If even one tag is matched, we say that document is correctly classified.


Topic distribution returned by LDA for a particular doc:

[(34, 0.023705742561150572), (60, 0.017830310671555303), (62, 0.023999239610385081), (83,0.029439444128473557), (87, 0.028172479800878891), (90, 0.1207424163376625), (116,0.022904510579689157), (149, 0.010136256627631658), (155,0.045428499528247894), (162,0.014294122339773195), (192, 0.01315170635603234), (193, 0.055764500858303222), (206,0.015174121956574787), (240, 0.052498569359746373), (243,0.016285345117555323), (247,0.019478047862044864), (255, 0.018193391082926114), (263,0.030209722561452931), (287,0.042405659613804568), (289, 0.055528896333028231),(291,0.030064093091433357)]

Tags combined for above topics (from topic to tag mapping created in above step):

['money', 'brain', 'web', 'thinking', 'interesting', 'environment', 'teaching', 'web2.0', 'bio', 'finance', 'government', 'food', 'howto', 'geek', 'cool', 'articles', 'school', 'cognitive', 'cognition', 'energy', 'computerscience', '2read', 'culture', 'computer', 'video', 'home', 'todo', 'investment', 'depression', 'psychology', 'wikipedia', 'research', 'health', 'internet', 'medicine', 'electronics', 'tech', 'math', 'business', 'marketing', 'free', 'standard', 'interface', 'article', 'definition', 'anarchism', 'of', 'study', 'economics', 'programming', 'american', 'games', 'advertising', 'social', 'software', 'apple', 'coding', 'maths', 'learning', 'management', 'system', 'quiz', 'pc', 'music', 'memory', 'war', 'nutrition', 'comparison', 'india', 'info', 'science', 'dev', '@wikipedia', 'future', 'behavior', 'design', 'history', '@read', 'mind', 'hardware', 'webdev', 'politics', 'technology‘]

Target tags for this particular doc from tagData.xml:

['reference', 'economics', 'wikipedia', 'politics', 'reading', 'resources']

Accuracy from this approach: 97%

Problem with this approach:

If there is any match between our found tags and true tags, then we call it as correctly classified. Probability of such scenario is very high as we have multiple found tags and multiple true tags. So even if we are doing something wrong, chances of getting good accuracy is very high. As we are doing tf-idf based matching then there is high chance that the document we get on top is not best match for that particular topic. It can also happen because we are not considering all the representative words of a particular topic to frame the query, we just considered top 10.

Approach 2

After analyzing the data we found that only 25 of the tags represent around 19K documents out of 20K. Which simply means that we can eliminate the less frequent tags and docs corresponding to them. Which means we have to divide the corpus among 25 topics at most. Which makes it easier to implement approach 2, as each document can be easily represented in 25 dimensional topic space. We can specify the major steps to implement this approach as follows:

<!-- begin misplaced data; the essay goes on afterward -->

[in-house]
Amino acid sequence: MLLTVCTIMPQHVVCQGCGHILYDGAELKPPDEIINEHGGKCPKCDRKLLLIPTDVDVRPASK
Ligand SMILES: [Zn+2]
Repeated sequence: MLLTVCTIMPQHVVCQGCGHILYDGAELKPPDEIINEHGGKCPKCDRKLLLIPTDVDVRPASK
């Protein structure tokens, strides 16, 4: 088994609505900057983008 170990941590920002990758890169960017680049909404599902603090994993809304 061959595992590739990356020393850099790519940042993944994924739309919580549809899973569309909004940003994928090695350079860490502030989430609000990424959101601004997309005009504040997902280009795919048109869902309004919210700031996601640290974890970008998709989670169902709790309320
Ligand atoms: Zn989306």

1) Eliminate the less frequent tags and documents related to them. keep only top 25. Docs left will be around 19K.

2) On complete data run gensim's LDA and saved the learnt model. Set number of topics set as 25.

3) Save all the topics in a file and convert them to queries as in previous approach.

4) Test each of 19K documents against the learnt model and find the topic distribution eg: “42d1d305d10b4b025e01e8237c44c87e:0 0 0 0 0.0242823647949 0 0.037682372871 0 0 0 0.0988683434224 0.0113662521741 0.0157100377468 0 0 0.182273317591 0.205447648234 0 0.0524222798936 0.167240557357 0 0.178899361052 0 0 0” represents the probabilities of the doc with given id in 25 different topics.

5) Using above distribution find out the most relevant document for a particular topic and map it to the tag of that document. It gives the similar topic to tag mapping as in previous approach.

6) Now many topics must have matched to more than one tag. Manually check which tag is best suited for that particular topic depending on words contained in the topic. As a result we have each topic mapped to at most one tag.

7) Now perform the testing as done in step 6 of previous approach but on all 19K docs.

Accuracy from this approach: 88%

Problem with this approach:

Mapping topics to tags manually is an issue. We can’t always find out the best suited tag just by seeing the topic words.
Sometimes tags don’t reflect anything eg: ‘wikipedia’, ‘wiki’, ‘reference’ create problem.


Performed the above experiment again but just with meaningful tags i.e. no tag like ‘wikipedia’, ‘wiki’,
‘reference’ etc. After eliminating these documents left were 17K. But the approach posed another issue:

1) There are similar tags which can represent a topic at the same time eg: [research, science], [web, internet], [programming, math], [literature, language].

If we keep all such similar tags then accuracy is : 80% but if we strictly keep just one tag then accuracy drops to 65%. Reason for the drop is possibly manual work. We can’t surely say which tag should be kept when both tags are same.

Conclusion: 2ND approach is better as there is very less chance of false positives and accuracy is also not bad considering just ~19K documents for learning.
Note:Rest of the methods are ML classification based approaches with vectorial input